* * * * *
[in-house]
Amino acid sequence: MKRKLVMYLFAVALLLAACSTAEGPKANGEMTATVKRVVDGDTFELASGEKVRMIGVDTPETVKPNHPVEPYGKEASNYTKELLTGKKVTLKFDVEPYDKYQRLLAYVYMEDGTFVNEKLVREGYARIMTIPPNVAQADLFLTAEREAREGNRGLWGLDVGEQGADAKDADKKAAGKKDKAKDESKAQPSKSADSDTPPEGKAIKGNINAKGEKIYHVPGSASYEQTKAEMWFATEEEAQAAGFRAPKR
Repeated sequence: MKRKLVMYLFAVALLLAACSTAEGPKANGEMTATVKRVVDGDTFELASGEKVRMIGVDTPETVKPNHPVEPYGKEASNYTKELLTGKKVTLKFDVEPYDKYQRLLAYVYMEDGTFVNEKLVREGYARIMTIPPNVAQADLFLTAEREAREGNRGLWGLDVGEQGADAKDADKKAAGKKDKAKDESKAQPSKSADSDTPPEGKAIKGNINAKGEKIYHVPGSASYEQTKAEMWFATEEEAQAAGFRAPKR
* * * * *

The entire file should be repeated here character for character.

[in-house]
Amino acid sequence: MKRKLVMYLFAVALLLAACSTAEGPKANGEMTATVKRVVDGDTFELASGEKVRMIGVDTPETVKPNHPVEPYGKEASNYTKELLTGKKVTLKFDVEPYDKYQRLLAYVYMEDGTFVNEKLVREGYARIMTIPPNVAQADLFLTAEREAREGNRGLWGLDVGEQGADAKDADKKAAGKKDKAKDESKAQPSKSADSDTPPEGKAIKGNINAKGEKIYHVPGSASYEQTKAEMWFATEEEAQAAGFRAPKR
Repeated sequence: MKRKLVMYLFAVALLLAACSTAEGPKANGEMTATVKRVVDGDTFELASGEKVRMIGVDTPETVKPNHPVEPYGKEASNYTKELLTGKKVTLKFDVEPYDKYQRLLAYVYMEDGTFVNEKLVREGYARIMTIPPNVAQADLFLTAEREAREGNRGLWGLDVGEQGADAKDADKKAAGKKDKAKDESKAQPSKSADSDTPPEGKAIKGNINAKGEKIYHVPGSASYEQTKAEMWFATEEEAQAAGFRAPKR